Great job one and all!

Cheryl Moores – Ways & Means


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From almost the very beginning members of this branch have participated in the annual Terry Fox run. 2015 was no different and Branch 94 was again well represented.



Ever see an iceberg from top to bottom?
This is awesome!
It came from a Rig Manager
For Global Marine Drilling
In St. Johns, Newfoundland .....
They actually have to divert the path
Of these things away from the oil rig
By towing them with ships!
Anyway, in this particular case
The water was calm and
The sun was almost directly overhead
So that the diver was able to get into the water
And click this picture.
They estimated the weight at 300,000,000 tons.
Pretty Cool, eh. Pass it on


Gives a whole new meaning to the Phrase "Just the tip of the Iceberg"


Page # 35

Bits and Pieces From Here & There


Something else new since our last issue. It now hangs on the wall at the first landing going down to the playroom.


From the Coffee Clubs May 1 report “we learned that our friend Normand Simard had Benoit Roger from the Longueuil Police come and see what we are all about as the Longueuil Police has an out reach program where they are speaking to groups of seniors with regard to things that Seniors should be aware of. I do believe he will be coming back to spend more time with us in the future .”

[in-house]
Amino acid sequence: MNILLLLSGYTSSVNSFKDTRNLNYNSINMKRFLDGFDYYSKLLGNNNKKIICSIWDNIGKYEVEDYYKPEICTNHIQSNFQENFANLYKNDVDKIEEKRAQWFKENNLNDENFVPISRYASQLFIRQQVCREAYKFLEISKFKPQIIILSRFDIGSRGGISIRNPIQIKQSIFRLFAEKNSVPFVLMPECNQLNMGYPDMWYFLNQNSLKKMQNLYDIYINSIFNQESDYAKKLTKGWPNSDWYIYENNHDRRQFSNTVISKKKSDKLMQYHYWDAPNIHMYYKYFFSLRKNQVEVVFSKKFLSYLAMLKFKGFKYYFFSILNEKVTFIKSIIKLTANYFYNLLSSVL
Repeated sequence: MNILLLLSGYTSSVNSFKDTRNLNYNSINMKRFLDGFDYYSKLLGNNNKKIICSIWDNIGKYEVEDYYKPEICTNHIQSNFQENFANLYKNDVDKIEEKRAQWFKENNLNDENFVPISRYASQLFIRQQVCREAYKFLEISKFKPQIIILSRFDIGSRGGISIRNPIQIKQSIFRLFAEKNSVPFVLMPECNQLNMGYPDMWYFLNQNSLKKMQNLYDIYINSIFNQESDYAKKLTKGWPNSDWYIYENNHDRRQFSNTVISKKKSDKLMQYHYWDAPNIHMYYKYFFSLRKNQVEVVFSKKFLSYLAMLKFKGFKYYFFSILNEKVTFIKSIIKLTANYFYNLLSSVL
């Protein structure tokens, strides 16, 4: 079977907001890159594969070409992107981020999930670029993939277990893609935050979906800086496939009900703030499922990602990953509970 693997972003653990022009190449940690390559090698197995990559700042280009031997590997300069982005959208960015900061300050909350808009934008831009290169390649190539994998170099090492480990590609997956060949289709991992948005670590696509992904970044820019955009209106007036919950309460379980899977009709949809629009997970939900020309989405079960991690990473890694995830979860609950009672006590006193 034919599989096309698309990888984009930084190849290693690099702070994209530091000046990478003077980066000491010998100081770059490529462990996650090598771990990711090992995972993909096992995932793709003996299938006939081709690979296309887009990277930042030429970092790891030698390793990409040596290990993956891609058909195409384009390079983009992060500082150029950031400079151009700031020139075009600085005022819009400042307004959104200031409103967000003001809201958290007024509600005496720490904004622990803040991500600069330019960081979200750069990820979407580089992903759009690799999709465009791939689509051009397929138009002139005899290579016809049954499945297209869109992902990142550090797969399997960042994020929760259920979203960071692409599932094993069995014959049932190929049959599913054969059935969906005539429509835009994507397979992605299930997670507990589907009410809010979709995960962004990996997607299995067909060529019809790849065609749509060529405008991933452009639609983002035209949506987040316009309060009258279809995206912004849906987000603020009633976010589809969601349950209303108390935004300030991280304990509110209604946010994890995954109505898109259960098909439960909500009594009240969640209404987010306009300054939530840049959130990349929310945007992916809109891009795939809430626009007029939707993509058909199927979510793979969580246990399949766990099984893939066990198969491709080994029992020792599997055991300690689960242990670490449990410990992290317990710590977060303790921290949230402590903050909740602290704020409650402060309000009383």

President Gerry Cantwell and Jack Gammon attended the annual cadet’s Spring Review.

One of our members, Patrick Morgan, the son of Sherry Romanado & Chris Morgan participated in the Four Days March in Holland in July. He related his experience to members at one of our Friday night suppers.


The history of the Four Days Marches

The first Four Days Marches took place in 1909. Participants could start from 15 different places in the Netherlands. They had to walk 140km in four days, 35km per day. The marches were organised by the Nederlandse Dutch League for Physical Education, which was founded in 1908. Of the 306 male participants, ten were civilians.

International Four Days Marches Nijmegen have grown into the largest multi-day walking event in the world. More than 42,000 participants walk for four days in Nijmegen and its surroundings, where they, depending on their age and sex, walk a total of 120, 160 or 200 kilometers towards the Via Gladiola and towards the - now royally approved - Four Days Marches Cross.


99th annual Nijmegen March held in the Netherlands between 21 and 24 July 2015.